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The UK's tech entrepreneurs have finally recovered from the Brexit shock

Lynsey Barber
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Britain Reacts To The EU Referendum Result
Those working in tech are now looking more on the bright side (Source: Getty)

It looks like the UK's tech entrepreneurs have finally recovered from the shock result of the referendum in which they overwhelmingly supported remaining in the European Union.

Just under half (49 per cent) of the more than 2,000 people working in tech and digital, including founders and chief executives, surveyed by Tech City UK are positive about business for the year ahead, compared to just eight per cent polled in June after the vote.

Positivity for the year ahead improved in the capital, with 35 per cent now expecting things to improve compared to just six per cent in June, though the bounce back was less pronounced than that experienced nationwide.

Read more: The tech revolution – not Brexit – will reshape the face of London

Tech City UK chief executive Gerard Grech said the results "reflect the resilience and underlying strength of our digital sector, which continues to grow and create jobs at a far faster rate than the wider economy".

The tech sector has had a strong run since the Brexit vote with multiple mega-deals securing its status, including Softbank's multi-billion pound deal for UK chipmaker ARM and travel startup Skyscanner being snapped for £1.4bn.

It comes as new data reveals that 2016 was a record year for tech deals in the UK with more than 4,000 M&A deals and private placements signalling a rise of more than 40 per cent on the previous year.

The data from GP Bullhound also indicated a decline in deal numbers in the second half of the year after a stellar start to 2016. The figures were still up year-on-year, however.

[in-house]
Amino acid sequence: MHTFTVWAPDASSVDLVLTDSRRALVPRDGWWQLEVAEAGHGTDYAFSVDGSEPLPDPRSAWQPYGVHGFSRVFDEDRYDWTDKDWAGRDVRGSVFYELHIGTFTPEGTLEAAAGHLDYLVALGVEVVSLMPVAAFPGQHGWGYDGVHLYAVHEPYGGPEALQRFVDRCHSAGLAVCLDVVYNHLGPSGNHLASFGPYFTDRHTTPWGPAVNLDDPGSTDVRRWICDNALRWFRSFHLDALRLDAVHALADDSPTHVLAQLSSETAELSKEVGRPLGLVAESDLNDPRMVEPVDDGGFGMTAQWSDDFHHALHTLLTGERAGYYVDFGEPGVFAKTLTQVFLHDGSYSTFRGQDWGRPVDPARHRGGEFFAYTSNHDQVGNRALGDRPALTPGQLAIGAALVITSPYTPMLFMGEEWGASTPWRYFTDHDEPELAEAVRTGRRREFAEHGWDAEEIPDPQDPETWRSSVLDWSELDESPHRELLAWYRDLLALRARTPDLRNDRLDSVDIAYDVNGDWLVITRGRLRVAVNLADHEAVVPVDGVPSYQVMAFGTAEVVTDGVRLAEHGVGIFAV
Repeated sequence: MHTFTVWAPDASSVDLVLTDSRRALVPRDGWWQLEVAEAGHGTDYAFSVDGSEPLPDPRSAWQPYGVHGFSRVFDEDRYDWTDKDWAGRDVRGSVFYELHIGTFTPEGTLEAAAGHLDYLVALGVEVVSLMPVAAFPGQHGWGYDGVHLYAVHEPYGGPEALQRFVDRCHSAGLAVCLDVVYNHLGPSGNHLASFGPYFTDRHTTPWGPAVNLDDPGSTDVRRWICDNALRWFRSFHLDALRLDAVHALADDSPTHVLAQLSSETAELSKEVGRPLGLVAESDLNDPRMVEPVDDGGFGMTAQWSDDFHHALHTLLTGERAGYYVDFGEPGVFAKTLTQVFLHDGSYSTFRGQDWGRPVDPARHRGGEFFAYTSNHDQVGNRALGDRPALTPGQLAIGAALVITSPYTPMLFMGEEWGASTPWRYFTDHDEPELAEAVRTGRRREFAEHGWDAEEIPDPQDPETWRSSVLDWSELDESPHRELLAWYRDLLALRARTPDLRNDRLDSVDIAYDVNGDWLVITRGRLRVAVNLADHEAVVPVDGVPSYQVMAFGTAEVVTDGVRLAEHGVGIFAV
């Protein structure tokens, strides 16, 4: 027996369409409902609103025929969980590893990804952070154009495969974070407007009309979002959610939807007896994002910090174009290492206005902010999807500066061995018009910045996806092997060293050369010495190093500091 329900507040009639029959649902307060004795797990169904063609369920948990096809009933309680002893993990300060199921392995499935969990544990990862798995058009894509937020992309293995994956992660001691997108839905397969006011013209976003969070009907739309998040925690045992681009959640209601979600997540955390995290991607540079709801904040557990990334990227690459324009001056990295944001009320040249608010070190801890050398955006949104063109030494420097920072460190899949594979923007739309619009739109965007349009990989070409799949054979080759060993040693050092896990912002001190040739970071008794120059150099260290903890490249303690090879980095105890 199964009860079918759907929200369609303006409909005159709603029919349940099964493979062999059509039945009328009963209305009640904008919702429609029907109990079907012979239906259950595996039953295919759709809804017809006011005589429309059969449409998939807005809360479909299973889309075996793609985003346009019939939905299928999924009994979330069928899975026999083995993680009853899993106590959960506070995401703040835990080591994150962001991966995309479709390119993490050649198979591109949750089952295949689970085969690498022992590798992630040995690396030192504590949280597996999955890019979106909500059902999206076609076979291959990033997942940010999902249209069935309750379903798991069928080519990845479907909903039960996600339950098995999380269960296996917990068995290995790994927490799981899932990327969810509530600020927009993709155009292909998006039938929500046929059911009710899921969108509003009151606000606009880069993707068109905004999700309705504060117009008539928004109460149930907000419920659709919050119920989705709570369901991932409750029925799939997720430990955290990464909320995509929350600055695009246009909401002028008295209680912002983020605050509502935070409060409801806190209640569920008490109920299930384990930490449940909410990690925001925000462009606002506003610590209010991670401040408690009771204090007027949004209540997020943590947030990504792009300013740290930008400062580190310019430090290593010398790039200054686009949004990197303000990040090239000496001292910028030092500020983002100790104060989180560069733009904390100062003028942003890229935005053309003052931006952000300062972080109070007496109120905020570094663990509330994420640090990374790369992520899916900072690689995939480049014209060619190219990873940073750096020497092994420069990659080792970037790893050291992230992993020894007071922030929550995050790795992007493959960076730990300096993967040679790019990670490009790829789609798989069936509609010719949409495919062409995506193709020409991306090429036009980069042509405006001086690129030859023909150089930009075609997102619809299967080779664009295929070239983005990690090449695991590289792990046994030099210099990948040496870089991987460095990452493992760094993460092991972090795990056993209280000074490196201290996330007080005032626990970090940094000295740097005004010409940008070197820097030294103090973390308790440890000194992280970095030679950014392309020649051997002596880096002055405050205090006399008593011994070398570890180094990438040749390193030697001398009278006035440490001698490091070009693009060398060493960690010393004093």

"The year just past was one of shocks and surprises but the economy overall has held up remarkably well. For the tech sector, however, the power to transform lives has not disappeared because the country voted to leave Europe," said BGF Ventures partner Simon Calver.

Balderton Capital partner Suranga Chandratillake added that there was still uncertainty and challenges remained. In particular, around hiring skilled people, "there comes a point where you have to embrace the uncertainty and look for opportunities in the turbulence," he said.

"If businesses are under pressure they will be keen to cut costs and streamline operations, to find new ways of doing things more efficiently. This is exactly what the most successful tech businesses are great at doing," he said.

Read more: Another British tech firm has been bought by a foreign company

Meanwhile, startups are now choosing to look on the bright side of the country's decision and find opportunities.

"We know there's a lot of uncertainty, but we're also confident that we can act faster than larger companies if things do change, so see uncertainty and change as an opportunity to grow, rather than something to be afraid of," said Aron Gelbard, founder of the flower delivery firm Bloom & Wild.

Fintech startup GoCardless's head of legal Ahmed Badr said: "We're hiring for lots of positions right now and are not seeing any decline in interest in working here."

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